- The Washington Times - Tuesday, January 31, 2017

Five Washington Wizards players focused on the two flat screens in the locker room following Tuesday night’s 117-101 win against the ineffective and depleted New York Knicks.

The Toronto Raptors were walking onto the floor for an offensive possession with 29 seconds to play in overtime against the New Orleans Pelicans. That this game featuring Toronto, which has been the second- or third-best team in the Eastern Conference all season after going to the conference finals last season, was relevant in the Washington locker room, would not have been projected early in the season. But, on Tuesday, the outcome would influence just how close the Wizards would be to catching Toronto for the third spot in the conference.

Kyle Lowry hit a deep, difficult jump shot. The Raptors survived New Orleans’ next possession, the Wizards‘ players groaned. They knew that if Toronto lost, they would be a mere half-game out of the third spot in the conference. As it stands after their 15th consecutive home win, Washington has moved into a tie for fourth in the conference and first in the Southeast Division. They are two games out of the second spot and 1.5 games behind third-place Toronto.

That’s what a 10-win month followed by an 12-win month will do.

“We can get a lot better,” Markieff Morris said.

Three points from yet another home win, an action which has become strikingly commonplace:

The streak. Parameters of the streak look like this now: 15 consecutive wins in the Verizon Center ties the organization’s second-longest winning streak . It last happened in 1989, the one we have been referencing as they kept marching through. They haven’t lost at home in two months. In fact, neither the Capitals or the Wizards lost in Verizon Center in January. A win Thursday would put this streak into second place in franchise history, still trailing the 22-game streak of Nov. 27, 1974-March 5, 1975. John Wall didn’t know the standing of the home streak in franchise history until a reporter told him. Washington has two more home games coming up this week, Thursday against the 16-34 Los Angeles Lakers, then Saturday versus the 19-30 New Orleans Pelicans. Win both, and the win streak will hit 17 consecutive when the NBA champion Cleveland Cavaliers come to Verizon Center on Feb. 6.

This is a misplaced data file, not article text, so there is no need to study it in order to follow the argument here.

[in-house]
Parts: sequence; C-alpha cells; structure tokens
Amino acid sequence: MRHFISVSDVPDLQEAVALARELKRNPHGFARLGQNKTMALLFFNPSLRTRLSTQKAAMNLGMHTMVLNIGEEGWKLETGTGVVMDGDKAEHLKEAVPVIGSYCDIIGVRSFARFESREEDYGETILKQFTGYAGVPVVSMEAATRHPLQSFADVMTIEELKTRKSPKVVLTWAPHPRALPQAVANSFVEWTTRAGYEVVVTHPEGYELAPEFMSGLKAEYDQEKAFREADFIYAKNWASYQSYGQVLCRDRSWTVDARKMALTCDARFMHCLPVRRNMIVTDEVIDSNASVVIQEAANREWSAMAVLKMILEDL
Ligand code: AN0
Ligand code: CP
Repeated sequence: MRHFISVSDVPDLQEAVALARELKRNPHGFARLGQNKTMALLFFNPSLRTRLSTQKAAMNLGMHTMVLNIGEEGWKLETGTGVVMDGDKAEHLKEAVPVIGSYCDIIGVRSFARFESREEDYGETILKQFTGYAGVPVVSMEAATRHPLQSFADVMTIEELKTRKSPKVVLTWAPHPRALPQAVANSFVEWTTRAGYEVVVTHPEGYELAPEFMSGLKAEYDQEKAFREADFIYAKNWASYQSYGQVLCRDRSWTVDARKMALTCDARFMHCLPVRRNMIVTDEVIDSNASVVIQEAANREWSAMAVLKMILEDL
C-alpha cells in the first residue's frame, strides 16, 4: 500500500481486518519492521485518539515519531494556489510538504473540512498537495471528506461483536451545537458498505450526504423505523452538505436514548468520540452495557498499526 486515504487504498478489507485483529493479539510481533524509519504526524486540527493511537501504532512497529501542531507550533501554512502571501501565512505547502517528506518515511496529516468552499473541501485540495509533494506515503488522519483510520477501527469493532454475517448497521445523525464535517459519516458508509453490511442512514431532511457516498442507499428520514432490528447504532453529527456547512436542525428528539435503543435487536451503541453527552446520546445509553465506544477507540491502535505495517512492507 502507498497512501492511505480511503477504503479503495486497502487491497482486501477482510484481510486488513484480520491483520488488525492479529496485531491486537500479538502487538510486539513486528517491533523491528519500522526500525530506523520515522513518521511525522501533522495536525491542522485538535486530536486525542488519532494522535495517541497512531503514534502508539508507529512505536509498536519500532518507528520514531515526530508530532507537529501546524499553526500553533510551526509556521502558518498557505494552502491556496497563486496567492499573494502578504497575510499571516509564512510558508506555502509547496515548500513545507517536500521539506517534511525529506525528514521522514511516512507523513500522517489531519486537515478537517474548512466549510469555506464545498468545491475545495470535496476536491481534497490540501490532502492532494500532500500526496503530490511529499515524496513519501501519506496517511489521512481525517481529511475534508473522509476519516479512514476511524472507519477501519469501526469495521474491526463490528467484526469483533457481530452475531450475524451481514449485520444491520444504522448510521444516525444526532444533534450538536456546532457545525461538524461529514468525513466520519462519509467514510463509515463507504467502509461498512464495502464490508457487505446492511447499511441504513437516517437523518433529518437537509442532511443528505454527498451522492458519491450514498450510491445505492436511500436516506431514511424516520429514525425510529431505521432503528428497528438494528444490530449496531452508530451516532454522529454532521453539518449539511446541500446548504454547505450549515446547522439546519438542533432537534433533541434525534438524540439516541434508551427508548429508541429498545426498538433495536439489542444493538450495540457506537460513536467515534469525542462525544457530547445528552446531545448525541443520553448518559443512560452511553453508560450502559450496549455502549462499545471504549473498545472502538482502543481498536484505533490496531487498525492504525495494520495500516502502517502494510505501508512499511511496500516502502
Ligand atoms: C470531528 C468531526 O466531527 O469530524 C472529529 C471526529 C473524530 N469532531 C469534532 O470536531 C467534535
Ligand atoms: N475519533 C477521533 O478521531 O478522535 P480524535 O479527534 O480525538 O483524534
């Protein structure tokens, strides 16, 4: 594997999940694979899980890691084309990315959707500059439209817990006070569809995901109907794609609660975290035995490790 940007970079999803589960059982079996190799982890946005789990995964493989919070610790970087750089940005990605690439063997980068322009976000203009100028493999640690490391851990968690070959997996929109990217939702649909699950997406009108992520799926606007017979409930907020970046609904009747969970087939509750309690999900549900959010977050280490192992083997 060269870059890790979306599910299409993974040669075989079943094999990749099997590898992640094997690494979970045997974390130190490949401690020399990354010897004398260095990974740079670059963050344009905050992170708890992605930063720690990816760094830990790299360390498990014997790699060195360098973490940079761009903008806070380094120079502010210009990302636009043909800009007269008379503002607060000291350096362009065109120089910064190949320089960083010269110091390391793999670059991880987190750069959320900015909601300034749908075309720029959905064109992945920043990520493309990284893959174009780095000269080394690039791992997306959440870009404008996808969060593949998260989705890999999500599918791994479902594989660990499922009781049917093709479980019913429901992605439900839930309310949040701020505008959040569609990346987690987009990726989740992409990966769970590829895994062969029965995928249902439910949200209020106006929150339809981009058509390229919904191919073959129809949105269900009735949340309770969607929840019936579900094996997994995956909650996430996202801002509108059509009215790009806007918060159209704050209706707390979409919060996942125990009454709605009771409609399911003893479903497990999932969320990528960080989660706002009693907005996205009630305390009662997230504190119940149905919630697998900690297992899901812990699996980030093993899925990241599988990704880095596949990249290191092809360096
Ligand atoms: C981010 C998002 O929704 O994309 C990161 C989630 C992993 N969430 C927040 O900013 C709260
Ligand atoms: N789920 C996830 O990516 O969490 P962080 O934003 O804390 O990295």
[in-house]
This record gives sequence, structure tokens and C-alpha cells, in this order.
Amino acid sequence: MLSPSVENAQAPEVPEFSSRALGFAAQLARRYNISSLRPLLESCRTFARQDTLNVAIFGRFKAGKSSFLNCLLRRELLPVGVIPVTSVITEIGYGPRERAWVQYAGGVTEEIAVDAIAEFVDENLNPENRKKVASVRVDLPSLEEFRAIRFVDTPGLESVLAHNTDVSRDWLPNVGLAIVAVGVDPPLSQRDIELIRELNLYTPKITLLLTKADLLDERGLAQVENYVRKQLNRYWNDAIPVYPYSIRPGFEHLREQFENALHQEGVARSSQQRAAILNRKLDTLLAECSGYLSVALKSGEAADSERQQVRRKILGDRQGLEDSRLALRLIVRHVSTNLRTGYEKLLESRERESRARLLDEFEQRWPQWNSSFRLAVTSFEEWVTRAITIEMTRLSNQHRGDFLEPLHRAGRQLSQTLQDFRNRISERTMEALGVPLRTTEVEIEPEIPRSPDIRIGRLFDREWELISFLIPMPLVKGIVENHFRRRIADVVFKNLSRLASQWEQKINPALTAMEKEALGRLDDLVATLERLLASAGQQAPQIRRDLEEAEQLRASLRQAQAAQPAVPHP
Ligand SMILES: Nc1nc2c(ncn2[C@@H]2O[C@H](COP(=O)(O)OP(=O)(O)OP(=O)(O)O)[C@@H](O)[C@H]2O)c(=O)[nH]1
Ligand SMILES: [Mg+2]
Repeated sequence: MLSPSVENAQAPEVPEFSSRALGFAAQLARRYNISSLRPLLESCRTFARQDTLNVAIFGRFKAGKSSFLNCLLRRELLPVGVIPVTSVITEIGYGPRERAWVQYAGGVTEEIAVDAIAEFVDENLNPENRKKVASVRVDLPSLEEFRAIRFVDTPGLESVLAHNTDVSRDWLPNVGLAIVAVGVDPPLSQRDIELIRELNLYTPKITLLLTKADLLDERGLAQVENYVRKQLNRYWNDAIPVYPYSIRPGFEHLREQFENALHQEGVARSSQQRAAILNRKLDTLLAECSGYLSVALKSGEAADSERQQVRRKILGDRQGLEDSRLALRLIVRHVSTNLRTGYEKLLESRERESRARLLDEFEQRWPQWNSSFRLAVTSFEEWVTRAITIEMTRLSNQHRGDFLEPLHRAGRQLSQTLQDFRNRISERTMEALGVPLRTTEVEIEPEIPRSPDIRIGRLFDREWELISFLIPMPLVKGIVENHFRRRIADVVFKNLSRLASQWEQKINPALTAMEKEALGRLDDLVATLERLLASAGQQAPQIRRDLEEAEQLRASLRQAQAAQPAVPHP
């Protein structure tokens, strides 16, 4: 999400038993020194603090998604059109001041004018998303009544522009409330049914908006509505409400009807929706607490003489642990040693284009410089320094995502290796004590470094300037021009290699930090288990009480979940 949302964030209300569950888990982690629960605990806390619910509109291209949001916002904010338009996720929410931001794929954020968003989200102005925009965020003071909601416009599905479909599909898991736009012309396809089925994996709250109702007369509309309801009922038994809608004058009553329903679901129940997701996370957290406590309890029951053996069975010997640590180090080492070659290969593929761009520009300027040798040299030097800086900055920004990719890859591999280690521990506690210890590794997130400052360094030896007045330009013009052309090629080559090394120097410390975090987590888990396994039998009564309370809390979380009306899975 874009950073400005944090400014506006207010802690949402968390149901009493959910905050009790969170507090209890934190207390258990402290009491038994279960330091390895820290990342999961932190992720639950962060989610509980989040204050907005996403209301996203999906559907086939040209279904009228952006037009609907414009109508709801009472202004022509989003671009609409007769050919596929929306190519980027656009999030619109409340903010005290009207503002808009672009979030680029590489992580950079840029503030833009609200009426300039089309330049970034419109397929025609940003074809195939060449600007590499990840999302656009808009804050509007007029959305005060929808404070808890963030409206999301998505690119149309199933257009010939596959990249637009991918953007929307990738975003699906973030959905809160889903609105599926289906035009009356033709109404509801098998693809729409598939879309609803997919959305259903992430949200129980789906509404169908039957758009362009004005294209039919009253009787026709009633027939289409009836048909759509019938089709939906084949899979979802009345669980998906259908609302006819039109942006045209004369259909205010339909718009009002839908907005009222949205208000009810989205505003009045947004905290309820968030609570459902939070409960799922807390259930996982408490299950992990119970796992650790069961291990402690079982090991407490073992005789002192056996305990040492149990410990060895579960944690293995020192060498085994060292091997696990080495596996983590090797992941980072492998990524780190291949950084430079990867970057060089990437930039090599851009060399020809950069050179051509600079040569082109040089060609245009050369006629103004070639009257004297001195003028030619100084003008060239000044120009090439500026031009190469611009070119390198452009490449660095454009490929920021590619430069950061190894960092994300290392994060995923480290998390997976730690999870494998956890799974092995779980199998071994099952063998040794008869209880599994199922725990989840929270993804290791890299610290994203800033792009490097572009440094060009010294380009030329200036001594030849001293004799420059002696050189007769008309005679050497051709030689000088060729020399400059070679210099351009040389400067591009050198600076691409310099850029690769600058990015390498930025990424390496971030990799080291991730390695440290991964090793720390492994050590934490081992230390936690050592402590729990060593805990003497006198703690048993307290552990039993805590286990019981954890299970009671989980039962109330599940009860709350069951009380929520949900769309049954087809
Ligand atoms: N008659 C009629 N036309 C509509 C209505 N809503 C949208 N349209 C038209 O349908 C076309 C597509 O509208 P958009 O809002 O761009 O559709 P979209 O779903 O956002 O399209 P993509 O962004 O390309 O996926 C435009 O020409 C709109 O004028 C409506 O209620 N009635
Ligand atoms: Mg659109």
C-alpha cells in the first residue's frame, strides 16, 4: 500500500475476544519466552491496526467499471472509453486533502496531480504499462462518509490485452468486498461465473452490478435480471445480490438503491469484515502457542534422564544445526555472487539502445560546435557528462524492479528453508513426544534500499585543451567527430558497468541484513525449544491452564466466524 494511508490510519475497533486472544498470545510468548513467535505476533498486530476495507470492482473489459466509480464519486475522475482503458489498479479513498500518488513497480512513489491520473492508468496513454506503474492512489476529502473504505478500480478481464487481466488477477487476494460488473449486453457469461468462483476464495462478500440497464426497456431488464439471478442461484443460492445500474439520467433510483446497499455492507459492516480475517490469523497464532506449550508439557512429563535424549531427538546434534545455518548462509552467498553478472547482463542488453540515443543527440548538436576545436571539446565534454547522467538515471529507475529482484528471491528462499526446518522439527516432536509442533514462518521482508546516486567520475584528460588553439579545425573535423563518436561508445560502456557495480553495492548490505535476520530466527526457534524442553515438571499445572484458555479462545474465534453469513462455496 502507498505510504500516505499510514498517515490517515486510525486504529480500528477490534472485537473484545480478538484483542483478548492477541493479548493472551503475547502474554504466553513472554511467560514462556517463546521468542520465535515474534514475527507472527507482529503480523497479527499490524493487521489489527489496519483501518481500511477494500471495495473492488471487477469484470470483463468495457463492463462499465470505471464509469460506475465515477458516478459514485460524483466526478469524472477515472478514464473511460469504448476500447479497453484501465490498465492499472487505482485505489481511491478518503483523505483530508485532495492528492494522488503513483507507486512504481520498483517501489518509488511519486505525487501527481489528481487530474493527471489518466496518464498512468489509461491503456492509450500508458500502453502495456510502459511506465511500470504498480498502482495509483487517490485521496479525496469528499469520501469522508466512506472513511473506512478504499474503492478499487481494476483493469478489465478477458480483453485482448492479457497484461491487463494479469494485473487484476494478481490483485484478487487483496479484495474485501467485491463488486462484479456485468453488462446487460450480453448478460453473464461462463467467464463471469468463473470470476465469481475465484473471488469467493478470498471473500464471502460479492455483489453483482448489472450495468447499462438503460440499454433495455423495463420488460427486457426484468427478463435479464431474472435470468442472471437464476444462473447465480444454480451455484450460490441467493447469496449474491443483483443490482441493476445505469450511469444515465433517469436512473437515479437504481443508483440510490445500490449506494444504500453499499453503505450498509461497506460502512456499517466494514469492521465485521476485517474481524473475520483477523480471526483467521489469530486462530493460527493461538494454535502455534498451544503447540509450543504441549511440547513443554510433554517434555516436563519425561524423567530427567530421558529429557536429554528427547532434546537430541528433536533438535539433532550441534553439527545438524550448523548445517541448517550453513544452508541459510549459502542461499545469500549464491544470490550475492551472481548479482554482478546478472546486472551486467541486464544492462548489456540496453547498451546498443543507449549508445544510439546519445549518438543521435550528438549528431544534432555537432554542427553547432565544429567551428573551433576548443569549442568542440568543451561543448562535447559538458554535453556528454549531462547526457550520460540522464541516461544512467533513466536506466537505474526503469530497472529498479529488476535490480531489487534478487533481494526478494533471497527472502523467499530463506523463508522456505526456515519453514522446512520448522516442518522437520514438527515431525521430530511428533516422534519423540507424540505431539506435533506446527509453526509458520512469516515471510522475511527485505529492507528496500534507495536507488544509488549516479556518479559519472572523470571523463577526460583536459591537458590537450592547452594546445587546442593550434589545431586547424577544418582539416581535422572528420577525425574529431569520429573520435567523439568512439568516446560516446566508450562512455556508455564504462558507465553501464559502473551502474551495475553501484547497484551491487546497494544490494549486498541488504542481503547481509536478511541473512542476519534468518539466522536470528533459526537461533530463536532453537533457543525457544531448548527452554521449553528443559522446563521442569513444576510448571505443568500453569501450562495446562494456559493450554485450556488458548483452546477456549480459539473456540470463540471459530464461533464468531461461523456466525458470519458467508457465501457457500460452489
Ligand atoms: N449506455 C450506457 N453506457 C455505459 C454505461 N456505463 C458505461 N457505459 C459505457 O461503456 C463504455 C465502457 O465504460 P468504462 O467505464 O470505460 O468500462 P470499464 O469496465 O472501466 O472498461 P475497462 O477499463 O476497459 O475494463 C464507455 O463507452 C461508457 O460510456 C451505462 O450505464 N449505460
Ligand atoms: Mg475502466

Paying attention to Porter.Wizards coach Scott Brooks said after the game that teams — finally — are starting to scout the league’s top 3-point shooter differently. Porter’s 0-for-3 on Tuesday was part of a rocky night from behind the 3-point for the Wizards as a team (31.8 percent), not that it mattered against the Knicks. But, leading the league in 3-point percentage has prompted teams to chase him off the 3-point line and created even more space for Wall and Markieff Morris.

“Every team has a decision to make,” Brooks said. “We have guys that can shoot. Now ‘Kieff is doing a good job of stepping out and making 3s, so the court is spread. Brad [Beal] and John obviously are good players and [Marcin Gortat] does a good job of rolling. Teams are going to have to make a decision on who to stop and who to give looks to. We just want to play the right way and good to great passing and I thought we have been doing it the last couple of months. It’s something that we’ve talked about since the beginning of October, but I think our guys are really buying in and doing it every night. They deserve the credit: just continue to move the ball, find the shot no matter who takes it.”

Handling Carmelo remains a chore.Knicks star Carmelo Anthony waded through another day of drama with the Knicks. He talked about trade rumors in the morning, then tried to get his team rolling in the first quarter Tuesday night when he scored 13 points on just seven shots. He bullied Porter in the post and anchored himself in his preferred spots. He played little to no defense and took just 10 shots the rest of the game. The reduction in field goal attempts had little to do with the Wizards‘ defense. They never trapped him. Porter faced him alone, as did 21-year-old Kelly Oubre. Oubre was eight years old when Anthony made his first NBA basket.

“That guy’s a legend,” Oubre said. “He does a great job of doing what he does. He gets to his spots, his jumper, it’s super quick. I have a lot of respect for him. I love guarding him because he’s the ultimate competitor. He can score the ball, pretty much flat out. He’s one of the best ever to do it. All respect to him. He’s a great guy.”

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